My right to practice my religion of choice without persecution that is found in the Bill of Rights was strengthened with more legislation. This legislation was Title IV of the Civil Rights Act of 1964 that prohibits the discrimination of students based on religious identity. Also according to the United States Department of Justice individual expression of religion can not be suppressed, and someone cannot be harassed because of one's religion. If a person openly attacks anyone because they are a certain religion, that person can be arrested. The laws of the United States protects people of all religions.
Also, in the United States there are protections to keep me and other Jews safe. I go to a Jewish school, and at my school is a hired deputy to protect me and my school mates. Also, in the Jewish community around my school there are more hired deputies and officers to protect the Jewish community. During our High Holy Days, there is a deputy or officer outside our Synagogue to protect me and my fellow congregants.
In the United States I am protected from antisemitism, but in other countries this is not the same story. In January 2015, Jews were attacked in a French Kosher grocery store. This was not the first incident of antisemitism in France. According to the Washington Post, 1% of France's population is Jewish but over 50% of the reported hate crimes are against Jews. Even in Israel where Jews make up 75% of the population, there have been recently many stabbings of Jews by those who do not like Jews. My great grandparents had to live in ghettos and were in fear of being attacked by the police and military just because of their religion.
Freedom means to me that I can openly practice as a Jew in the country that I live in. In the United States there are freedom of religion rights and protections. While my experience may be different than that of my great grandparents or Jews in other countries, I am still proud to be a Jewish American.
Dear Mrs. Bridges Hall,
I am a Jewish child who goes to a private Jewish School. My parents were able to choose what school I went to but your parents could not. You were forced to go to a falling down cheap African American only school, while the white children went to an average nice school. You fought for the end of division by race.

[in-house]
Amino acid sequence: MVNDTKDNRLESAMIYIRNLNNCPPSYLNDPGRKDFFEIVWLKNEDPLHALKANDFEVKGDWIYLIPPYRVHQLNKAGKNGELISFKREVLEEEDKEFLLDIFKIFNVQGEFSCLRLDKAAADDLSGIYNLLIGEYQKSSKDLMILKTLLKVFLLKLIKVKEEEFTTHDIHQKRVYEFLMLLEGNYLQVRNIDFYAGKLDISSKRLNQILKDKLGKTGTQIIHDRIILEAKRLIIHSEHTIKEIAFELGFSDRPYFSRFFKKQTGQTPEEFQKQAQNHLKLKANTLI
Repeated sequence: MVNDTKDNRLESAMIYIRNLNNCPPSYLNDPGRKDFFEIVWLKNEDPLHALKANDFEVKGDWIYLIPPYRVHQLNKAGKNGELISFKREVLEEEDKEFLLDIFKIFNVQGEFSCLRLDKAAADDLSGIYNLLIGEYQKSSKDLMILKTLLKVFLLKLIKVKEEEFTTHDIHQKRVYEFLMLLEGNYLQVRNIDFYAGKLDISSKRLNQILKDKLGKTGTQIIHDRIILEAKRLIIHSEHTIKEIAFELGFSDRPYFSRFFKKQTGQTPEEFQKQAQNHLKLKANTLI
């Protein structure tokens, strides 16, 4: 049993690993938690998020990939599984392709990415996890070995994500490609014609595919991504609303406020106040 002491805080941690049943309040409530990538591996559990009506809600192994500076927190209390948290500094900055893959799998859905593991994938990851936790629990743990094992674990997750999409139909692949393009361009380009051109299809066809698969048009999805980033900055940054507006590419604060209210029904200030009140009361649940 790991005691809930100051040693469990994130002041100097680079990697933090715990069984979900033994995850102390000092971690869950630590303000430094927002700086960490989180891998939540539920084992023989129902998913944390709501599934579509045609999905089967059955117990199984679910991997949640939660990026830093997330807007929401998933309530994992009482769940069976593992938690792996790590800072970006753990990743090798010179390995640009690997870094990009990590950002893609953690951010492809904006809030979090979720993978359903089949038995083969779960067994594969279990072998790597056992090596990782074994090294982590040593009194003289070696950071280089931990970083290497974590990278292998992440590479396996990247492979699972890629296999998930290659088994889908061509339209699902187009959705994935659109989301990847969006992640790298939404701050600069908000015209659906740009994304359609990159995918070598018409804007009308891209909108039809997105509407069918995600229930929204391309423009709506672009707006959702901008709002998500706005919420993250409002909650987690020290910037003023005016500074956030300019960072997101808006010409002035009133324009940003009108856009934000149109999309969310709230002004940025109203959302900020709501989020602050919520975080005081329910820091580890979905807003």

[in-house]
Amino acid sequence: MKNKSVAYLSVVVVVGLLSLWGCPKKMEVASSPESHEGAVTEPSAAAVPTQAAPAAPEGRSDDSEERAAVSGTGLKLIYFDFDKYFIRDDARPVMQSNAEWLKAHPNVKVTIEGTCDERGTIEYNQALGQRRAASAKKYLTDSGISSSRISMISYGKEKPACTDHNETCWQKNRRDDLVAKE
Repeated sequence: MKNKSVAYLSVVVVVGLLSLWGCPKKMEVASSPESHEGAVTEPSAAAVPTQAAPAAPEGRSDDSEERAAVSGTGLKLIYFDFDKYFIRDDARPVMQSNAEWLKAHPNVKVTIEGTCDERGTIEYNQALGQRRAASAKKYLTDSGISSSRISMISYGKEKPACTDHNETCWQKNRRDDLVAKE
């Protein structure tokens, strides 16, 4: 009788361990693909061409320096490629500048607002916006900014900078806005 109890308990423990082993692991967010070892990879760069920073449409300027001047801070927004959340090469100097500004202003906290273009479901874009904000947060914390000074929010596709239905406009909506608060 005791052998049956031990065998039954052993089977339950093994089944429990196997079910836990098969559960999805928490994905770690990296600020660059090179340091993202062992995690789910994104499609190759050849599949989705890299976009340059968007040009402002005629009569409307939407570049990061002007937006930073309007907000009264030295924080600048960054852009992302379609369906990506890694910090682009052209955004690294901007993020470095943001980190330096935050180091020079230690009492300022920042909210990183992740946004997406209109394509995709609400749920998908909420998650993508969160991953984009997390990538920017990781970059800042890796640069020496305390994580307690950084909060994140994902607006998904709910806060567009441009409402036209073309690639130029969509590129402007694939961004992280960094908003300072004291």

Now the division is not race but money. In underemployed areas the quality of schooling is insufficient than in high-wage areas. The county in underemployed areas can not collect enough money to be able to give the school the budget of a high-wage area.
Underemployed area schools have old textbooks that are most likely out of date and print. The schools also have no technology, so the students are relying on outdated print books. Since the school does not have supplies for teachers, the teachers have to pay for supplies out of their own pockets. With no money for new teachers, teachers have to teach large classes. This means less time for the teacher to know each student. Since the students may be hungry, the students cannot focus as well.The children have to go to buildings that are failing structurally; which could be dangerous. While high-wage area schools have new textbooks yearly; with new technology for students to access newer materials. The teachers do not have to pay for supplies. Since the school is able to have more teachers, they have smaller classes. The student are well fed to help increase their concentration. The schools are able to maintain their buildings.
In my school, my parents pay tuition. The money pool from tuition allows the school to be able to help students excel. Our school has a wireless network, newer computers, iPads, and a well stocked library. Also, at my school is art education. Also in the area where I go to school, the public schools have large budgets and are able to provide for their students. They have similar nice things because they have resources similar to my school.
To find a solution I looked to the past; how the government had to move you from an African American school to a white school to end separate but “equal” schools. Now one solution to decrease the education gap between underemployed areas and high-wage areas is to federalize schooling, so some public schools do not become poor and others rich. A different solution is to take the money a rich school has and give it to a poor school that needs the money. Another solution is decrease the amount of schools and increase the service area of other schools. This idea might not work, because it might put too much strain on one area.
In the end, schools are not divided by race but by income today. Schools in underemployed areas do not have enough money to buy essentials while schools in high-wage areas have money to buy new technology every year. This causes students to get education at a standard of their money.